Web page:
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Discussion Starter #1 (Edited)
Hi. I'm new to the forum. We got our Golden Retriever when he was eight weeks old. He is now about ten months old. He is usually very sweet. He loves our whole family and he loves giving kisses and he is very sweet with other dogs and people. The whole issue with him is that everyday around dusk and sometimes in the morning, he goes into a rage and bites viciously. We've tried telling him no, closing his mouth, holding him tightly by the collar, or pinning him down, but he continues, with his mouth open and his nose all scrunched up. We don't understand why he does this. Is this a sign of dominance or something else? What should we do?
Also, another thing is that when we are walking, he constantly pulls ahead and goes wherever he wants, dragging us behind him. If we try to slow him down or take him where we want to take him, he jumps on whoever is holding the leash, trying to bite, so that we will let go of the leash. It has become very common. We don't want to seem like we are abusing him, by trying to act like the boss in public, but he really jumps and bites viciously when he wants to go off on his own. Is there anyway to teach him that this is not okay?:no:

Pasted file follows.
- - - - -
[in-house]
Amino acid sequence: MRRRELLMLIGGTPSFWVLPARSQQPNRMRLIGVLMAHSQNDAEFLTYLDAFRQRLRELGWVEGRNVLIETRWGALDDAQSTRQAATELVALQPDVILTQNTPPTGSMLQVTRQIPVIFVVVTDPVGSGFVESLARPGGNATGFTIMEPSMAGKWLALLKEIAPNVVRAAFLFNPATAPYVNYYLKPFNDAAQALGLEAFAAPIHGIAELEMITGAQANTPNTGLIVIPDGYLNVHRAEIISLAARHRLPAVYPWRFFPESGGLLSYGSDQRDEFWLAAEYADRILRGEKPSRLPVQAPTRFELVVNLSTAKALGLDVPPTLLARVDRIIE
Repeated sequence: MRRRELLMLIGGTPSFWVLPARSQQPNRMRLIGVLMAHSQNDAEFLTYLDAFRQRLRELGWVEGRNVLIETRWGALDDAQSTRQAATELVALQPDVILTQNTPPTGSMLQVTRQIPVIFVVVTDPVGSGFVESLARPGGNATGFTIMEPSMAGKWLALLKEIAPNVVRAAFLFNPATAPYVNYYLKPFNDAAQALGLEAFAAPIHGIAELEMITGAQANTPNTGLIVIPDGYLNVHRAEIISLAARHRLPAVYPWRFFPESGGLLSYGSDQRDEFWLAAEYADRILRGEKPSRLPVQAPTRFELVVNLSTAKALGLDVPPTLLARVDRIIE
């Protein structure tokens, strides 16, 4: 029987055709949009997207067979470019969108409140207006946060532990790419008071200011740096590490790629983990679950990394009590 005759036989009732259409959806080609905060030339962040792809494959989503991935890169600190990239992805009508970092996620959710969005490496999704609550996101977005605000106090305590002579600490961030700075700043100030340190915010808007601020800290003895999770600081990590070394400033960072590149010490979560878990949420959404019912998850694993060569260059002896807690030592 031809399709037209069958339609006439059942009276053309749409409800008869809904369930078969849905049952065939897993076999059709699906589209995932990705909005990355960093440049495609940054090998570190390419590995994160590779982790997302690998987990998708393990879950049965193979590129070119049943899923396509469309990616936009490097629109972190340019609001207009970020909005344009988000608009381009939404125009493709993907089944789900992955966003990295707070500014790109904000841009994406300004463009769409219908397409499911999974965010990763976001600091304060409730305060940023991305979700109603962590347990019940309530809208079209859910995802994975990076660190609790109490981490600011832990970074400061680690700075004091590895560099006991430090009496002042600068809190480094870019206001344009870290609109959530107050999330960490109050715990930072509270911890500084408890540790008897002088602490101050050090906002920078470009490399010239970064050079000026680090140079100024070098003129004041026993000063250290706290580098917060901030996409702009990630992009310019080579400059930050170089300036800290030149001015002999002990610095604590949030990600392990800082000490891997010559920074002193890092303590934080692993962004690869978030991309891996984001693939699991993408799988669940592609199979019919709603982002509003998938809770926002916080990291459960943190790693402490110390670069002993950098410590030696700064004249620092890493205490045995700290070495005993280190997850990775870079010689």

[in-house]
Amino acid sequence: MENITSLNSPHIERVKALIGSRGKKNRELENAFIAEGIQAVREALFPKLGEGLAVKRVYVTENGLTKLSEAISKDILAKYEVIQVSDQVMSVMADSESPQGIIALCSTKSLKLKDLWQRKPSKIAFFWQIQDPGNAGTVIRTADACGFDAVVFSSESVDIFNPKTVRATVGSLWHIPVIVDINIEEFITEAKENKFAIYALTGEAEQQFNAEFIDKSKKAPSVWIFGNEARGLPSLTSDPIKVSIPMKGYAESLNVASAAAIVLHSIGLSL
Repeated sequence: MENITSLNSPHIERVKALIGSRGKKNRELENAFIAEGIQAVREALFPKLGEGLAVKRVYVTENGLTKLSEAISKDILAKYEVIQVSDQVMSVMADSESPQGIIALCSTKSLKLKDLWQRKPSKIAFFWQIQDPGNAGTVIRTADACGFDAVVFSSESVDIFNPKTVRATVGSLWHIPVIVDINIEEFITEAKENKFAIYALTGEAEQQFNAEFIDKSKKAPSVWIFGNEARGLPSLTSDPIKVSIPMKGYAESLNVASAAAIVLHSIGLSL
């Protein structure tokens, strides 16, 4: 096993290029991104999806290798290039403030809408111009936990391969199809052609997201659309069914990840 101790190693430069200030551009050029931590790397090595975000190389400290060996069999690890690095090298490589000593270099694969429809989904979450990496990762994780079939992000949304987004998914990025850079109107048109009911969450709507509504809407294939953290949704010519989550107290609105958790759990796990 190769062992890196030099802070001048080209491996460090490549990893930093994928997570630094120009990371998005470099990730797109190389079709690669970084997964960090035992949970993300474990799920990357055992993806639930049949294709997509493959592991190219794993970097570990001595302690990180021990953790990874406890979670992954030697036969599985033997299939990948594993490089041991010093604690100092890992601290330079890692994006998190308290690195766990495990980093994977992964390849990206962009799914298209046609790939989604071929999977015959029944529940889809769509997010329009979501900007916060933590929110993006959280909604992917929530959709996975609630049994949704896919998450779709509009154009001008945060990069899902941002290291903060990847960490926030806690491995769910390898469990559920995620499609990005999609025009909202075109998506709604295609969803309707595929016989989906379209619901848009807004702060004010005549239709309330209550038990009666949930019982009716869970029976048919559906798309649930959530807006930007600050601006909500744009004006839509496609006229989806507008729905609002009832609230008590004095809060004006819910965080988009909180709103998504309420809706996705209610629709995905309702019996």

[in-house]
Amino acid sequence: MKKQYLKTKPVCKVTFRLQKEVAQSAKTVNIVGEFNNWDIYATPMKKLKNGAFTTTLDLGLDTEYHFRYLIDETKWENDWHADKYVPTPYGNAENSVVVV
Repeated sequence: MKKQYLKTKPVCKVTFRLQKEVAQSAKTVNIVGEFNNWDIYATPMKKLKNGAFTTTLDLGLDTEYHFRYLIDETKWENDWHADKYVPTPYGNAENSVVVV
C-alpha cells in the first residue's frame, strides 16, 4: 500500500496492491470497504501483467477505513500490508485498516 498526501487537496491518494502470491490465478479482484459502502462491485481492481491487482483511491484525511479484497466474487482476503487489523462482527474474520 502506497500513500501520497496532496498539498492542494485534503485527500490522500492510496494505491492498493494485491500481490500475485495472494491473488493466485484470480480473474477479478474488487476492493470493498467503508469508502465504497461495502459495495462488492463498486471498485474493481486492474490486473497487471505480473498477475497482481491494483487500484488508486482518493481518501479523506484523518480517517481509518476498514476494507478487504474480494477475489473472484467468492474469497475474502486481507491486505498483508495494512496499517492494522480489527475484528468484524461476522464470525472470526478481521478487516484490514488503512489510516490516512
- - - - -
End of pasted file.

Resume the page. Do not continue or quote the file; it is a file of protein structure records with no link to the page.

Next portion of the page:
Cosmo also loves jumping on the counters and stealing stuff from the sink and tables. How do we stop him from jumping?
One last thing about Cosmo is that he is very possessive. Ever since he was a tiny puppy, he guards stole items and growls fiercely if anyone tries to take anything from him. He is not afraid to bite. It has really become scary. The moment something is taken away, however, he goes back to being his angelic sweet self. Is there any technique for a teaching a dog to drop and leave something?
Cosmo is our first dog, so we've come to realize the things we should have taught when he was younger. We love Cosmo so much and he usually is very sweet, but sometimes in the day he is unmanageable. We were wondering if these problems are common with other goldens? And is it to late to train him, or is there still a chance? Any help would be much appreciated. Thank you!:)

(Cosmo is a male golden, eighty pounds)
 

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You need more help than can be given on a forum. Please look for a certified behaviorist in your area to help train you and your dog. This is a situation that will not get better without outside help.
 

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Do you have access to any training classes? Any trainers around you? Your profile does not say where you are.
He is a teenager and some of what you are saying comes with it but it does need to be nipped in the bud.